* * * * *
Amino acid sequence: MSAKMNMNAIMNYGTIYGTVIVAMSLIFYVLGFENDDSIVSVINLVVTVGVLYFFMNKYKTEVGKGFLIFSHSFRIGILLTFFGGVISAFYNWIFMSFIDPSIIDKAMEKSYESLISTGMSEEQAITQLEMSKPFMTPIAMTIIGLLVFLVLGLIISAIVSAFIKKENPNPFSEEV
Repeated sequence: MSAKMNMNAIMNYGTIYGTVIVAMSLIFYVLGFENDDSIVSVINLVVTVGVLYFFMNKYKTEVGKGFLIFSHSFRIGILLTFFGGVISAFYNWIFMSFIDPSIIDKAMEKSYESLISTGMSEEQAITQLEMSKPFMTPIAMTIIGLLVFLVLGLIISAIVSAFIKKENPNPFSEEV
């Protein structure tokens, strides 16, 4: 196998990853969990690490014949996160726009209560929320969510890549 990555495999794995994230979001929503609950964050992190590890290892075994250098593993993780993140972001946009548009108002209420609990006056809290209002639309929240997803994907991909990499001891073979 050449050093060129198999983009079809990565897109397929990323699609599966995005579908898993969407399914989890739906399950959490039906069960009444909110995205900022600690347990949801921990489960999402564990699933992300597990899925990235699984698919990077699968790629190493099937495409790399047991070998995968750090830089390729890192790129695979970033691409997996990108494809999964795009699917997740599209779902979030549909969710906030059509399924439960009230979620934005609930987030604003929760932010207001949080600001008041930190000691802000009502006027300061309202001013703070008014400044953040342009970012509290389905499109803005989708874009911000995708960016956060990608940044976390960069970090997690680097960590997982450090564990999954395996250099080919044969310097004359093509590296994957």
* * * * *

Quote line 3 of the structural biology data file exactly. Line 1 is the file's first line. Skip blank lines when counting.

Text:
């Protein structure tokens, strides 16, 4: 196998990853969990690490014949996160726009209560929320969510890549 990555495999794995994230979001929503609950964050992190590890290892075994250098593993993780993140972001946009548009108002209420609990006056809290209002639309929240997803994907991909990499001891073979 050449050093060129198999983009079809990565897109397929990323699609599966995005579908898993969407399914989890739906399950959490039906069960009444909110995205900022600690347990949801921990489960999402564990699933992300597990899925990235699984698919990077699968790629190493099937495409790399047991070998995968750090830089390729890192790129695979970033691409997996990108494809999964795009699917997740599209779902979030549909969710906030059509399924439960009230979620934005609930987030604003929760932010207001949080600001008041930190000691802000009502006027300061309202001013703070008014400044953040342009970012509290389905499109803005989708874009911000995708960016956060990608940044976390960069970090997690680097960590997982450090564990999954395996250099080919044969310097004359093509590296994957």